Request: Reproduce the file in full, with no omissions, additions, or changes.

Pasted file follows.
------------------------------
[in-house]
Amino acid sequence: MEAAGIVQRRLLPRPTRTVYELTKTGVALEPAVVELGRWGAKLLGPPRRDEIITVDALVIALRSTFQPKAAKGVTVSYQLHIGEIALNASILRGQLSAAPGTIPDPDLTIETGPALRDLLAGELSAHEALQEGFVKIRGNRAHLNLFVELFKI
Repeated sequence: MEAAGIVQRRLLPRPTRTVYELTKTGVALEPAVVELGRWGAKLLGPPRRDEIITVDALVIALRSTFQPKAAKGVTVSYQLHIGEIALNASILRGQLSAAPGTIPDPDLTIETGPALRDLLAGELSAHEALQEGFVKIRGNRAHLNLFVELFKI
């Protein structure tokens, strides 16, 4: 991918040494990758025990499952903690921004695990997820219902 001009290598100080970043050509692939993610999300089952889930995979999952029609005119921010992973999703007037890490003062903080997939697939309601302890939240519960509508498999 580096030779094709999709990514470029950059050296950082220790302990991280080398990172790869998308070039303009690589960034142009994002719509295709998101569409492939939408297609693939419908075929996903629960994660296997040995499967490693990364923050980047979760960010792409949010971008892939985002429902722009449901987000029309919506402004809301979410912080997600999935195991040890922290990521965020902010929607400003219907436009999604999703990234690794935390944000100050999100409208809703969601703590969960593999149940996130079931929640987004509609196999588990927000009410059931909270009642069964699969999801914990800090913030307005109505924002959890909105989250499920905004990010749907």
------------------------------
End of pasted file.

[in-house]
Amino acid sequence: MEAAGIVQRRLLPRPTRTVYELTKTGVALEPAVVELGRWGAKLLGPPRRDEIITVDALVIALRSTFQPKAAKGVTVSYQLHIGEIALNASILRGQLSAAPGTIPDPDLTIETGPALRDLLAGELSAHEALQEGFVKIRGNRAHLNLFVELFKI
Repeated sequence: MEAAGIVQRRLLPRPTRTVYELTKTGVALEPAVVELGRWGAKLLGPPRRDEIITVDALVIALRSTFQPKAAKGVTVSYQLHIGEIALNASILRGQLSAAPGTIPDPDLTIETGPALRDLLAGELSAHEALQEGFVKIRGNRAHLNLFVELFKI
């Protein structure tokens, strides 16, 4: 991918040494990758025990499952903690921004695990997820219902 001009290598100080970043050509692939993610999300089952889930995979999952029609005119921010992973999703007037890490003062903080997939697939309601302890939240519960509508498999 580096030779094709999709990514470029950059050296950082220790302990991280080398990172790869998308070039303009690589960034142009994002719509295709998101569409492939939408297609693939419908075929996903629960994660296997040995499967490693990364923050980047979760960010792409949010971008892939985002429902722009449901987000029309919506402004809301979410912080997600999935195991040890922290990521965020902010929607400003219907436009999604999703990234690794935390944000100050999100409208809703969601703590969960593999149940996130079931929640987004509609196999588990927000009410059931909270009642069964699969999801914990800090913030307005109505924002959890909105989250499920905004990010749907």